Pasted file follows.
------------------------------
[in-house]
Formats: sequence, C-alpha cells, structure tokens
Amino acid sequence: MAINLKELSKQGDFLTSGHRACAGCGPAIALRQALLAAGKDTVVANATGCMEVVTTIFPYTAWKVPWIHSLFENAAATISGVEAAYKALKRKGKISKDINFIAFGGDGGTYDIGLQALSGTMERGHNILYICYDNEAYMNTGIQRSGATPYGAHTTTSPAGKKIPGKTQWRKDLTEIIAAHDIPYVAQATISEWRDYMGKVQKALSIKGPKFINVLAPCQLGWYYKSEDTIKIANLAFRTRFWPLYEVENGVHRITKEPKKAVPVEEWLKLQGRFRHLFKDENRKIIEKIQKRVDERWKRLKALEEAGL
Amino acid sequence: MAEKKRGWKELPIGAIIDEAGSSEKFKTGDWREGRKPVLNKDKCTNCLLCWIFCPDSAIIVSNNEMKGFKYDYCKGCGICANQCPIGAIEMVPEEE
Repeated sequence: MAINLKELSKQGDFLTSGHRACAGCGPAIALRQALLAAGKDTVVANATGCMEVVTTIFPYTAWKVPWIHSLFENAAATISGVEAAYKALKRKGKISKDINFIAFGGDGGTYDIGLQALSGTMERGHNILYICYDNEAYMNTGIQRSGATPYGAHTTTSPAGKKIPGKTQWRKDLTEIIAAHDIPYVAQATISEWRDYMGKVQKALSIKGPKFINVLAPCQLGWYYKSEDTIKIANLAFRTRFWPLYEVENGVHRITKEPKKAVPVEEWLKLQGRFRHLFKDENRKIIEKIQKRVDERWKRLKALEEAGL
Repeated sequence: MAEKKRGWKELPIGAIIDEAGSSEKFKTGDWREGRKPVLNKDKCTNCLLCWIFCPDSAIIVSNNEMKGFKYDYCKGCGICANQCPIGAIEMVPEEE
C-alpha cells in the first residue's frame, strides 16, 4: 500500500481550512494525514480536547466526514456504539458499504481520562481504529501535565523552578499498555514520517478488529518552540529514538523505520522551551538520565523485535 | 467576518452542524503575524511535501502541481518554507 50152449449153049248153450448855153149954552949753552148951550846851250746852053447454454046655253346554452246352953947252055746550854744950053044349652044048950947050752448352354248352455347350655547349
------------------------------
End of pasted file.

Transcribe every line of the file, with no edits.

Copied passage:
[in-house]
Formats: sequence, C-alpha cells, structure tokens
Amino acid sequence: MAINLKELSKQGDFLTSGHRACAGCGPAIALRQALLAAGKDTVVANATGCMEVVTTIFPYTAWKVPWIHSLFENAAATISGVEAAYKALKRKGKISKDINFIAFGGDGGTYDIGLQALSGTMERGHNILYICYDNEAYMNTGIQRSGATPYGAHTTTSPAGKKIPGKTQWRKDLTEIIAAHDIPYVAQATISEWRDYMGKVQKALSIKGPKFINVLAPCQLGWYYKSEDTIKIANLAFRTRFWPLYEVENGVHRITKEPKKAVPVEEWLKLQGRFRHLFKDENRKIIEKIQKRVDERWKRLKALEEAGL
Amino acid sequence: MAEKKRGWKELPIGAIIDEAGSSEKFKTGDWREGRKPVLNKDKCTNCLLCWIFCPDSAIIVSNNEMKGFKYDYCKGCGICANQCPIGAIEMVPEEE
Repeated sequence: MAINLKELSKQGDFLTSGHRACAGCGPAIALRQALLAAGKDTVVANATGCMEVVTTIFPYTAWKVPWIHSLFENAAATISGVEAAYKALKRKGKISKDINFIAFGGDGGTYDIGLQALSGTMERGHNILYICYDNEAYMNTGIQRSGATPYGAHTTTSPAGKKIPGKTQWRKDLTEIIAAHDIPYVAQATISEWRDYMGKVQKALSIKGPKFINVLAPCQLGWYYKSEDTIKIANLAFRTRFWPLYEVENGVHRITKEPKKAVPVEEWLKLQGRFRHLFKDENRKIIEKIQKRVDERWKRLKALEEAGL
Repeated sequence: MAEKKRGWKELPIGAIIDEAGSSEKFKTGDWREGRKPVLNKDKCTNCLLCWIFCPDSAIIVSNNEMKGFKYDYCKGCGICANQCPIGAIEMVPEEE
C-alpha cells in the first residue's frame, strides 16, 4: 500500500481550512494525514480536547466526514456504539458499504481520562481504529501535565523552578499498555514520517478488529518552540529514538523505520522551551538520565523485535 | 467576518452542524503575524511535501502541481518554507 50152449449153049248153450448855153149954552949753552148951550846851250746852053447454454046655253346554452246352953947252055746550854744950053044349652044048950947050752448352354248352455347350655547349